Interest Rate Hike Causes Volatility in Stock Market, Investor Brace for Uncertainty

Increasing inflation has pushed governments and respective central banks to the brink. In the better part of 2022, most were in a bullish mood to hike interest rates to lower inflation. The risk of this action reduces financial stability in the global security market.

Geo-financial stability is at risk because decades of reforms and solutions to steady the global financial market have destabilized almost at a whim because of the after-effects of Covid. Indeed, both the advanced and the developing economies still face a tumultuous financial market in 2023, investors, in the interest rates vs. stock market debate or other tradable commodities should brace for tougher times ahead.

Impact of increasing Rates

Every stakeholder in the financial market feels the heat of destabilized financial markets. At the top of the chain are governments, who initially had to contend with increasing debt. Parties like insurers, hedge and pension fund managers are also stressed due to stretched balance sheets.

The stock market as a whole has taken a tumble. Volatility has pushed people to other areas, meaning that assets are hard to trade in the primary markets, making the stock market less lucrative.

Vulnerable markets occasioned by increased interest rates coupled with poor liquidity in the open markets are a recipe for things to get worse in the coming months.

Global patterns

The prevailing financial situation has created a new pattern in the global markets. Investors have dropped their bullish behavior that dominated the market in 2021 when most indices beat their previous year’s closing highs. Investors are now conservative and are careful where they are putting their money.

The reason for the change is the now expensive loans, and the increased cost of borrowing that has slashed returns. A noticeable fact is the increased bond yields, and countries having to spend more for loans.

The Property Industry

The property industry cuts across many sectors. Any negative tilt can spill over into banks and the micro-economy at large. The housing market has felt the brunt of the faltering economy towards the end of 2022 and 2023 will not be different. Many borrowers are facing the risk of higher interest rates that may make owning a home a far-fetched dream. Valuation of new homes could consider the prevailing financial situation, making the housing industry less attractive in the shortest term.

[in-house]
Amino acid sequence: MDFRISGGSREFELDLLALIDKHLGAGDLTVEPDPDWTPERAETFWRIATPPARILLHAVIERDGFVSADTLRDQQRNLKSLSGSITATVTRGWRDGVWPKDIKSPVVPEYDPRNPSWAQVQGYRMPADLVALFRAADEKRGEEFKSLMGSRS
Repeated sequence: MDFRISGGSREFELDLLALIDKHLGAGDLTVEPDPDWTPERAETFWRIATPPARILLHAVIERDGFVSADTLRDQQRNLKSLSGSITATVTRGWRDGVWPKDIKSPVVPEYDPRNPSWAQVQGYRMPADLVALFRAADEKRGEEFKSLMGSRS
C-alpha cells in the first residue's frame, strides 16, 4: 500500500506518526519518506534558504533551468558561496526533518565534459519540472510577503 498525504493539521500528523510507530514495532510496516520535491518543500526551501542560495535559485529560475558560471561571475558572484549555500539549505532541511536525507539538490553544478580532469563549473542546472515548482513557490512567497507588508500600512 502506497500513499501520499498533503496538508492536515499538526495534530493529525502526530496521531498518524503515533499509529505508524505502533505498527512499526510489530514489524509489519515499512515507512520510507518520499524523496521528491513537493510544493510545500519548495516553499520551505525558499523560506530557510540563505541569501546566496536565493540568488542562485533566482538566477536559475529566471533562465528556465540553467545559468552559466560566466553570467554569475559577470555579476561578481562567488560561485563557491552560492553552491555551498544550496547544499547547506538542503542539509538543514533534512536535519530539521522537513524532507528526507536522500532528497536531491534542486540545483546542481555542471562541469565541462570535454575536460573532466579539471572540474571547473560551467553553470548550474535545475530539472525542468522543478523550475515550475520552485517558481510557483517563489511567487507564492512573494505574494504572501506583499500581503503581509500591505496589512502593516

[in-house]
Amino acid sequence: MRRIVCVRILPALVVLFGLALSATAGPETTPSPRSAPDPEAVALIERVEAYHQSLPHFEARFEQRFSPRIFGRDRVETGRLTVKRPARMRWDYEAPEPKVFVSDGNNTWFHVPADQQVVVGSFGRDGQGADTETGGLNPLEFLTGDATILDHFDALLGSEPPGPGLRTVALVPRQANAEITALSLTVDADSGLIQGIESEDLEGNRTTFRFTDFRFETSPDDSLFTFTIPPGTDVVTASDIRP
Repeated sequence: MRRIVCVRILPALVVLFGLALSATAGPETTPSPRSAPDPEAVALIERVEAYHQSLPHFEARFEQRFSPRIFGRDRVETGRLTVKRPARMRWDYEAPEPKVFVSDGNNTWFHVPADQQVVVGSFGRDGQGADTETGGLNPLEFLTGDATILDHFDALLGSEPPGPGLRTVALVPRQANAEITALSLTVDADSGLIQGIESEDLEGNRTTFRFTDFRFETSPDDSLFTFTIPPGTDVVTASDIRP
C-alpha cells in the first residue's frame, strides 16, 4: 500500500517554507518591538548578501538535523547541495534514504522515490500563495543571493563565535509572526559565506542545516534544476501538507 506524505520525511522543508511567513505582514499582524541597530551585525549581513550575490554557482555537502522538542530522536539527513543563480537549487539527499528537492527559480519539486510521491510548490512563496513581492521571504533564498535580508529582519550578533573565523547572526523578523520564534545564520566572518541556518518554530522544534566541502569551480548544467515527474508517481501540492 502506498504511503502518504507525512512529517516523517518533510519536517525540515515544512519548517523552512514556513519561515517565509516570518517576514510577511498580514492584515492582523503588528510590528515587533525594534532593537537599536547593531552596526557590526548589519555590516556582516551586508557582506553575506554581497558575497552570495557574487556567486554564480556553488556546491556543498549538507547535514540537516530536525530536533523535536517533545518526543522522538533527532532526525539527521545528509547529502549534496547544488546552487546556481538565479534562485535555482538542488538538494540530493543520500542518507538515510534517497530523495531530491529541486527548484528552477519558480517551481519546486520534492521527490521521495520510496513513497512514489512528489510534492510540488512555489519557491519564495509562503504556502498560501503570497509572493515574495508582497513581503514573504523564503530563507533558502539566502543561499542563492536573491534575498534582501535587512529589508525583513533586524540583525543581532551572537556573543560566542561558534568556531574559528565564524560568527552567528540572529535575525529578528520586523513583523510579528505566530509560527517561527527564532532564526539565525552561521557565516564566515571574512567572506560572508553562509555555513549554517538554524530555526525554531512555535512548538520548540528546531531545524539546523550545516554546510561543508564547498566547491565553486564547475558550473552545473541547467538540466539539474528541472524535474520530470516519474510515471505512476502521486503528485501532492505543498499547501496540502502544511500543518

Developing economies are also on the receiving end of the actions taken by developed markets, which is to lower their aid and developing budgets abroad. The economies also face high inflation and are not spared by the increased costs of borrowing—money usually supplied by advanced economies. Their property market will also be less attractive due to the high cost of production, and the tight squeeze people are facing when buying essential goods and services.

Investors amid the financial turbulence are taking a cautious approach before buying any new asset. Most understand that large emerging markets have the resilience to ward through the uncertainties that exist now and into the future. However, the smaller markets will need some external restructuring and help to keep up with the prevailing market conditions.

While the larger economies are still going and not as affected as the emerging markets—investors are still wary of the trend of higher rates early on in the year. However, some positives include the liquidity buffers that banks in the biggest markets still enjoy. The positives will continue to prevail if the central banks can slow down in their attempts to lower inflation. If the trends continue, then the banks might not be able to handle sustained inflation in the better part of 2023

Closing Remarks

The impact of higher interest rates goes both ways. While they help curb rising inflation, they also lead to volatility in the market. Many tradable commodities in the financial markets designated risky have seen a poor run in 2022. If the Fed keeps up with the pace of higher rates, investors should brace for a similar year.

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